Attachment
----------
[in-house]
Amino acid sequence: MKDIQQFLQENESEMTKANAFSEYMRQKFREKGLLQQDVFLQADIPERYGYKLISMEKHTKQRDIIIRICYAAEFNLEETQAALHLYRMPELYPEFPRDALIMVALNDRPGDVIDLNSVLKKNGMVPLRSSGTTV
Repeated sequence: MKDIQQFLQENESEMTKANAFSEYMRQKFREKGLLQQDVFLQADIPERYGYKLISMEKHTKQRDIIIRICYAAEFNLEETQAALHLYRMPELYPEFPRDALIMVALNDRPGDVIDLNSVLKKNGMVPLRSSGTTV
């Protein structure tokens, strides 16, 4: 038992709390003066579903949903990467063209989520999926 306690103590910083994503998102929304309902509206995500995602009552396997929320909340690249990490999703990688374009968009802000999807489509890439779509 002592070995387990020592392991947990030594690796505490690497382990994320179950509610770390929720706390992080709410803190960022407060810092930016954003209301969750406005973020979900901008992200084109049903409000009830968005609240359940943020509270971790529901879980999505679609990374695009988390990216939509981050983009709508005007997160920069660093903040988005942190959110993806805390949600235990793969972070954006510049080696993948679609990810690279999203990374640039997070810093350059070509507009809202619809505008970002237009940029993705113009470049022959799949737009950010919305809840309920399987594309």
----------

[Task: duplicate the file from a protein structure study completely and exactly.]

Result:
[in-house]
Amino acid sequence: MKDIQQFLQENESEMTKANAFSEYMRQKFREKGLLQQDVFLQADIPERYGYKLISMEKHTKQRDIIIRICYAAEFNLEETQAALHLYRMPELYPEFPRDALIMVALNDRPGDVIDLNSVLKKNGMVPLRSSGTTV
Repeated sequence: MKDIQQFLQENESEMTKANAFSEYMRQKFREKGLLQQDVFLQADIPERYGYKLISMEKHTKQRDIIIRICYAAEFNLEETQAALHLYRMPELYPEFPRDALIMVALNDRPGDVIDLNSVLKKNGMVPLRSSGTTV
């Protein structure tokens, strides 16, 4: 038992709390003066579903949903990467063209989520999926 306690103590910083994503998102929304309902509206995500995602009552396997929320909340690249990490999703990688374009968009802000999807489509890439779509 002592070995387990020592392991947990030594690796505490690497382990994320179950509610770390929720706390992080709410803190960022407060810092930016954003209301969750406005973020979900901008992200084109049903409000009830968005609240359940943020509270971790529901879980999505679609990374695009988390990216939509981050983009709508005007997160920069660093903040988005942190959110993806805390949600235990793969972070954006510049080696993948679609990810690279999203990374640039997070810093350059070509507009809202619809505008970002237009940029993705113009470049022959799949737009950010919305809840309920399987594309």